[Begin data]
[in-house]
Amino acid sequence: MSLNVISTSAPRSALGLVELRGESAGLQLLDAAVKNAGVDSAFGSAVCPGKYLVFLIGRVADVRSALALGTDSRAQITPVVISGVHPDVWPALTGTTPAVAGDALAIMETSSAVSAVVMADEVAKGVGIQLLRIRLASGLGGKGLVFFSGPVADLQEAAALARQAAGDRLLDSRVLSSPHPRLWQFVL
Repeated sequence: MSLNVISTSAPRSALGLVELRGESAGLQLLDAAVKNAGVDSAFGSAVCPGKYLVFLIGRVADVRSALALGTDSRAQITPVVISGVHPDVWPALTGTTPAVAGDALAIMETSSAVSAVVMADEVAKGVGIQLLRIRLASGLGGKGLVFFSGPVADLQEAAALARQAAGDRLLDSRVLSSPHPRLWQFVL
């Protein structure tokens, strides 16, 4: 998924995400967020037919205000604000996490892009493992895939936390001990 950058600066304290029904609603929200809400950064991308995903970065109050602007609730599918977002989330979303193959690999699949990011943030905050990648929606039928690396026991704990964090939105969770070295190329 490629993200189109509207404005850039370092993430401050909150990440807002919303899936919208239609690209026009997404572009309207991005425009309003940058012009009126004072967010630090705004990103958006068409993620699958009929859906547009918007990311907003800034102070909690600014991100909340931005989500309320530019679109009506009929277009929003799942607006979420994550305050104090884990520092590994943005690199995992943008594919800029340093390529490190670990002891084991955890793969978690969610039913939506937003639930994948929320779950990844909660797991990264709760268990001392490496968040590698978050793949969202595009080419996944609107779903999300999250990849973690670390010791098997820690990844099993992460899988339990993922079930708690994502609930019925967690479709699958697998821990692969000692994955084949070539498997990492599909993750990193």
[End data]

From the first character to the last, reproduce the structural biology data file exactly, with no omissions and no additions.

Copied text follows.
[in-house]
Amino acid sequence: MSLNVISTSAPRSALGLVELRGESAGLQLLDAAVKNAGVDSAFGSAVCPGKYLVFLIGRVADVRSALALGTDSRAQITPVVISGVHPDVWPALTGTTPAVAGDALAIMETSSAVSAVVMADEVAKGVGIQLLRIRLASGLGGKGLVFFSGPVADLQEAAALARQAAGDRLLDSRVLSSPHPRLWQFVL
Repeated sequence: MSLNVISTSAPRSALGLVELRGESAGLQLLDAAVKNAGVDSAFGSAVCPGKYLVFLIGRVADVRSALALGTDSRAQITPVVISGVHPDVWPALTGTTPAVAGDALAIMETSSAVSAVVMADEVAKGVGIQLLRIRLASGLGGKGLVFFSGPVADLQEAAALARQAAGDRLLDSRVLSSPHPRLWQFVL
């Protein structure tokens, strides 16, 4: 998924995400967020037919205000604000996490892009493992895939936390001990 950058600066304290029904609603929200809400950064991308995903970065109050602007609730599918977002989330979303193959690999699949990011943030905050990648929606039928690396026991704990964090939105969770070295190329 490629993200189109509207404005850039370092993430401050909150990440807002919303899936919208239609690209026009997404572009309207991005425009309003940058012009009126004072967010630090705004990103958006068409993620699958009929859906547009918007990311907003800034102070909690600014991100909340931005989500309320530019679109009506009929277009929003799942607006979420994550305050104090884990520092590994943005690199995992943008594919800029340093390529490190670990002891084991955890793969978690969610039913939506937003639930994948929320779950990844909660797991990264709760268990001392490496968040590698978050793949969202595009080419996944609107779903999300999250990849973690670390010791098997820690990844099993992460899988339990993922079930708690994502609930019925967690479709699958697998821990692969000692994955084949070539498997990492599909993750990193």